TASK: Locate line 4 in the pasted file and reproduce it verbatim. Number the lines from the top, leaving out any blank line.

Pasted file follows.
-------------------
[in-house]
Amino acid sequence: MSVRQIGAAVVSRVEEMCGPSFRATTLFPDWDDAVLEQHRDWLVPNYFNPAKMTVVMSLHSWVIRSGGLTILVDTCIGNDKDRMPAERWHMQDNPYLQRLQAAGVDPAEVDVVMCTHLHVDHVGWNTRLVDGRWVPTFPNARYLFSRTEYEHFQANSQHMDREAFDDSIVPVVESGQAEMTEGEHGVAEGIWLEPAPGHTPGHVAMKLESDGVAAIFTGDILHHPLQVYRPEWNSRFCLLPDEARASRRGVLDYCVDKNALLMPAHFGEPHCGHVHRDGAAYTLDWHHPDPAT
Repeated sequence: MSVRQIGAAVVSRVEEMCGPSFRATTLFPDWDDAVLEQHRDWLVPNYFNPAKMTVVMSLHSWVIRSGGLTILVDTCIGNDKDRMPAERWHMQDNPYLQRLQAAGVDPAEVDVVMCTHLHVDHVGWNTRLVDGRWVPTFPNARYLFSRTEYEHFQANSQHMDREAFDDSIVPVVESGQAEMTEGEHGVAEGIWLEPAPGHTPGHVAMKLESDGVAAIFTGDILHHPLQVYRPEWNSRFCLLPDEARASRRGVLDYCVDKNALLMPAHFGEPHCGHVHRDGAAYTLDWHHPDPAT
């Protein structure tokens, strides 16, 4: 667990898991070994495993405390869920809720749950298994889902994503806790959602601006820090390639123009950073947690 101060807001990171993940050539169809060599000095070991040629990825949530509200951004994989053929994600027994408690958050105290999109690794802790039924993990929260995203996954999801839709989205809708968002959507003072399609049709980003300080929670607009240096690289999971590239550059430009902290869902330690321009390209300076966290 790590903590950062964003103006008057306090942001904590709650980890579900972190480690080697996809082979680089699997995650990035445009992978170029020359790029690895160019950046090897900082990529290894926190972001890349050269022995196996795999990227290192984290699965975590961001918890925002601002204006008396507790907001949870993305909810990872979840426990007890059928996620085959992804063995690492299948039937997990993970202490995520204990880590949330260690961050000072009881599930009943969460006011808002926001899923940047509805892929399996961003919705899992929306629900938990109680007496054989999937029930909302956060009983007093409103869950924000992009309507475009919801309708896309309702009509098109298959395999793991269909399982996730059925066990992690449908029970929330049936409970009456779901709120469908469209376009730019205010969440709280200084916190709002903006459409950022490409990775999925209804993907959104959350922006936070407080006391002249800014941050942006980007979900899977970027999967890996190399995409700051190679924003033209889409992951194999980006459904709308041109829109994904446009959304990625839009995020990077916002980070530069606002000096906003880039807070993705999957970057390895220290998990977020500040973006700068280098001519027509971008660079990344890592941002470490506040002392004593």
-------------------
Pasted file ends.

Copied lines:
């Protein structure tokens, strides 16, 4: 667990898991070994495993405390869920809720749950298994889902994503806790959602601006820090390639123009950073947690 101060807001990171993940050539169809060599000095070991040629990825949530509200951004994989053929994600027994408690958050105290999109690794802790039924993990929260995203996954999801839709989205809708968002959507003072399609049709980003300080929670607009240096690289999971590239550059430009902290869902330690321009390209300076966290 790590903590950062964003103006008057306090942001904590709650980890579900972190480690080697996809082979680089699997995650990035445009992978170029020359790029690895160019950046090897900082990529290894926190972001890349050269022995196996795999990227290192984290699965975590961001918890925002601002204006008396507790907001949870993305909810990872979840426990007890059928996620085959992804063995690492299948039937997990993970202490995520204990880590949330260690961050000072009881599930009943969460006011808002926001899923940047509805892929399996961003919705899992929306629900938990109680007496054989999937029930909302956060009983007093409103869950924000992009309507475009919801309708896309309702009509098109298959395999793991269909399982996730059925066990992690449908029970929330049936409970009456779901709120469908469209376009730019205010969440709280200084916190709002903006459409950022490409990775999925209804993907959104959350922006936070407080006391002249800014941050942006980007979900899977970027999967890996190399995409700051190679924003033209889409992951194999980006459904709308041109829109994904446009959304990625839009995020990077916002980070530069606002000096906003880039807070993705999957970057390895220290998990977020500040973006700068280098001519027509971008660079990344890592941002470490506040002392004593």